You asked us to research the laws of the six states in Region V as those laws impact
a representative payee's responsibilities for the conservation and investment of benefit
payments. The regulations provide that, after a representative has used benefit payments
for the current maintenance of the beneficiary, any remaining amounts are to be conserved
or invested on the beneficiary's behalf. See 20 C.F.R. § 404.2045. Any such "[c]onserved funds should be invested in accordance
with the rules followed by trustees." Id. We look to state law to determine how trustees should invest funds. See POMS GN 00603.040A. Generally, states tend to follow a "prudent investor" rule.
You have asked that we examine the laws of the states in our region to determine:
(1) What investments are considered appropriate under the "prudent investor rule?"
(2) Does state law permit parent payees to invest funds belonging to their minor children
differently than other types of payees? and
(3) What rules do trustees follow when investing funds?
The laws of the states within our region require trustees to use reasonable care,
skill and caution with the interest of the beneficiary as the key element. Our specific
state answers are set out below.
What investments are considered appropriate under the “prudent investor” rule?
The prudent investor rule is found at Ohio Revised Code (O.R.C.) 1339.52. Ohio sets
out a number of investments that are considered prudent. See O.R.C. § 2109.37 and O.R.C. § 2109.371. If an investor wants to invest in an “unusual” type of investment, he may do so only with the approval of the court.
Below is a summary of the list of those investments considered prudent. More details
can be found in the Ohio law.
Federal and State bonds
Secured mortgage notes
Life, endowment or annuity contracts of legal reserve life insurance companies
Certificates of deposit
Railroad notes, bonds, and debentures
Securities of an investment company
Short-term commercial paper
Stock, bonds, debentures, notes, or other debt obligations of corporations incorporated
within the United States.
Under State law, are parent payees permitted to invest the funds belonging to their
minor children differently than other types of payees?
Ohio law does not directly address this issue. However, Minnesota requires that a
trustee who has special skills or expertise has a duty to use those special skills
or expertise, suggesting that there may be a heightened duty for certain trustees
such as, for example, investment bankers. O.R.C. § 1339.53(C). A parent who does not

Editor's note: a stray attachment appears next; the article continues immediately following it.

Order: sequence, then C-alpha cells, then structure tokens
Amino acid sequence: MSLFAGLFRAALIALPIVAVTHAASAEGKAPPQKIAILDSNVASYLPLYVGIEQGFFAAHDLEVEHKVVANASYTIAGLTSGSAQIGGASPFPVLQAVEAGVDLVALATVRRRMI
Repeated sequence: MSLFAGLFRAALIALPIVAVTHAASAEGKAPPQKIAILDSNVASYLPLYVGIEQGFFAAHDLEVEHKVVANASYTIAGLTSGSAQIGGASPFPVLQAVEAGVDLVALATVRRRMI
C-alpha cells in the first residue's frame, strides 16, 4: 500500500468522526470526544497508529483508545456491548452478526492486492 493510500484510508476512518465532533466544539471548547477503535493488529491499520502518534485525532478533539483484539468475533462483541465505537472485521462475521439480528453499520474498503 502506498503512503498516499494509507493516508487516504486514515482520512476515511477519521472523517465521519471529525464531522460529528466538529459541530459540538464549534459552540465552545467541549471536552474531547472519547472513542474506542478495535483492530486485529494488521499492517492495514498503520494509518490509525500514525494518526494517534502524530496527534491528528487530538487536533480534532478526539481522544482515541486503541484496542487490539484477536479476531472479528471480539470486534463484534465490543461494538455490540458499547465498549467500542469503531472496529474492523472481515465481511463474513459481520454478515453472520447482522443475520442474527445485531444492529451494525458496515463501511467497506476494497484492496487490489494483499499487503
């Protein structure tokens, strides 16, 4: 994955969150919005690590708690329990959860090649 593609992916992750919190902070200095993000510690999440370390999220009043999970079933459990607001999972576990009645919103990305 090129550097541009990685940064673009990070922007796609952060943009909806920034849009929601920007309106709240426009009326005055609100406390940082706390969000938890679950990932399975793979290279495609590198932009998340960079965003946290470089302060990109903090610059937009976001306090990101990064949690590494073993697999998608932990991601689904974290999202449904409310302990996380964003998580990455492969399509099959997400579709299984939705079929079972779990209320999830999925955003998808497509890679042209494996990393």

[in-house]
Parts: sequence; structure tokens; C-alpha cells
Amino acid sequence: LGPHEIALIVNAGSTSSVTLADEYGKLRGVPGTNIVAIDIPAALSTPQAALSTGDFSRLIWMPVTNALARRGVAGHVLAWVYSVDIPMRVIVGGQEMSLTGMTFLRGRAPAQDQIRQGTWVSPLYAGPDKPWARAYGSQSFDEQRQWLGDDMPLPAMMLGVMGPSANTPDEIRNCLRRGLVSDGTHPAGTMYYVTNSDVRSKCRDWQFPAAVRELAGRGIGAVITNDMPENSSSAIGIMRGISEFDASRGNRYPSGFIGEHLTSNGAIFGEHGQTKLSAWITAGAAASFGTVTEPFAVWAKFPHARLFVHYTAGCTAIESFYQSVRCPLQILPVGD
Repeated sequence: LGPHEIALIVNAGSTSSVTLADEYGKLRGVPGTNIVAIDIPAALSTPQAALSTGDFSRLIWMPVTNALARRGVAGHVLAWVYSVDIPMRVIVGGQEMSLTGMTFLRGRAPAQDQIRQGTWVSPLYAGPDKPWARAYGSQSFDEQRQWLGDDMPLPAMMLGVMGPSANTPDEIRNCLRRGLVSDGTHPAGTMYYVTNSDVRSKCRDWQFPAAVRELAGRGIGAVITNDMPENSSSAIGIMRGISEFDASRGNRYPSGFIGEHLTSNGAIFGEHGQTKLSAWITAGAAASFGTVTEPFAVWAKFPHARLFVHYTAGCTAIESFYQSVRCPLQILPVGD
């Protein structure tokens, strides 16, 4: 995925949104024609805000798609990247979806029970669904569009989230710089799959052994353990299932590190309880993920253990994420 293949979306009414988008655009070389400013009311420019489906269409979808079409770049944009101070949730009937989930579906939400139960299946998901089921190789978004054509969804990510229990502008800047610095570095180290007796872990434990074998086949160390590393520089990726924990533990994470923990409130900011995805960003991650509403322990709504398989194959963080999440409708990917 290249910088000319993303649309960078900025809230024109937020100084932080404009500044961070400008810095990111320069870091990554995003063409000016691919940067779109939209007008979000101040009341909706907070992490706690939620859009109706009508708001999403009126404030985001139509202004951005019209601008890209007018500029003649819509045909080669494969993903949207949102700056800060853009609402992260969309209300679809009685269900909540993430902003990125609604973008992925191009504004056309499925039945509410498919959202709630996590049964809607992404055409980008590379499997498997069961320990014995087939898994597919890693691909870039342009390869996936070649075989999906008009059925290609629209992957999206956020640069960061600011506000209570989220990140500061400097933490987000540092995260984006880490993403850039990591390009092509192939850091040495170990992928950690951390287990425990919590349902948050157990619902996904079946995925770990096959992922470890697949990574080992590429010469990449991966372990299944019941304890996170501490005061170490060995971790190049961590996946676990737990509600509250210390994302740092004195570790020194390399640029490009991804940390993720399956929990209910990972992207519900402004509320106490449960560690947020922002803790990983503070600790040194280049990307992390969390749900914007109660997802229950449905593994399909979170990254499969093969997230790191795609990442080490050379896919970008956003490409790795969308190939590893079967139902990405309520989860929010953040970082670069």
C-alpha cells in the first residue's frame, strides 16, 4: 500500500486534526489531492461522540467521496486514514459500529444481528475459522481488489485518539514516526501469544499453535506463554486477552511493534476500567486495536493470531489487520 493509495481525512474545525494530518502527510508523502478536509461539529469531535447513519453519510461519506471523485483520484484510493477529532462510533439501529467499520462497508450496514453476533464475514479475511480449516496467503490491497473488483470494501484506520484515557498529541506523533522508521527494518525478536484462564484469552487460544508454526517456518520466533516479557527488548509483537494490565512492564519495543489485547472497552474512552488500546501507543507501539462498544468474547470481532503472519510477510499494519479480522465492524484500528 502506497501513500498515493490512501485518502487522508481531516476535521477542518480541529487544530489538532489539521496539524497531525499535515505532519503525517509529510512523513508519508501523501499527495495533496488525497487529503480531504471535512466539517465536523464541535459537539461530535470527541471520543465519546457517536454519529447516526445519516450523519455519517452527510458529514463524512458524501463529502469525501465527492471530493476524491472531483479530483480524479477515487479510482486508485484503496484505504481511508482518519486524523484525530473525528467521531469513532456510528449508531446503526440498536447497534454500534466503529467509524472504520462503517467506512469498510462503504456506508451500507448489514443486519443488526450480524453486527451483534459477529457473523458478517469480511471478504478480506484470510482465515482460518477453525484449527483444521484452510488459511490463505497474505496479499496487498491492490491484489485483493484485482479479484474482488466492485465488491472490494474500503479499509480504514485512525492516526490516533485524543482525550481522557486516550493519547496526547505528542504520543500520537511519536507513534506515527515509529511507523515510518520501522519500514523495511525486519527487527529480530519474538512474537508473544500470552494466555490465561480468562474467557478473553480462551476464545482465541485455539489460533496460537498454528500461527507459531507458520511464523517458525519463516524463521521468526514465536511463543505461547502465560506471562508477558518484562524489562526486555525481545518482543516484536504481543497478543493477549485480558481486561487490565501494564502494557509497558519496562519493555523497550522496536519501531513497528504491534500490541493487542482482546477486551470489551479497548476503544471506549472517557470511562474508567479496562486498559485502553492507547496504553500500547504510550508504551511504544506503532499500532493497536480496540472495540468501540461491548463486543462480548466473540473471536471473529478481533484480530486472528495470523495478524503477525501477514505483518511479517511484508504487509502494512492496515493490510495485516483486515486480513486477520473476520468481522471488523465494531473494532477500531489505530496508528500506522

have such skills or expertise would not be held to this higher standard. However,
there is an assumption that the prudent investor be impartial and with no conflict
of interest. If the parent's investment suggests a conflict of interest, based on
the family relationship, the investment should be investigated.
What are the rules followed by trustees regarding the investment of funds with which
they are entrusted?
A trustee has a duty to provide reasonable care, skill and caution. O.R.C. § 1339.53
(A). A trustee should diversify investments, unless it is in the best interest of
the beneficiary not to diversify. O.R.C. § 1339.54(B). A trustee should review the
funds reasonably soon after taking over the funds. O.R.C. § 1339.56. A trustee should
have a strategy and consider the fund as a whole. O.R.C. § 1339.53 (D). A trustee
must be impartial with no conflict of interest. O.R.C. § 1339.55. A trustee may delegate
investment decisions, provided that the trustee uses reasonable care, skill, and caution
in selecting an agent. O.R.C. § 1339.59(A). Compliance with Ohio law is determined
in light of the facts and circumstances existing at the time of a trustee's decision
or action and not by hindsight. O.R.C. § 1339.58.
Five of our six states, with Wisconsin as an exception, have incorporated the Prudent
Investor Act within their laws. Wisconsin has incorporated most of the theory behind
the Prudent Investor Act. Ohio is the only state that sets out guidelines by individual
types of investments that are considered prudent as a matter of law. In other states,
there is some guidance in the case law, other parts of the state statutes, (in Michigan)
in repealed statutes.
In each state, a representative payee must use reasonable care, skill and caution
with the interest of the beneficiary as the key element.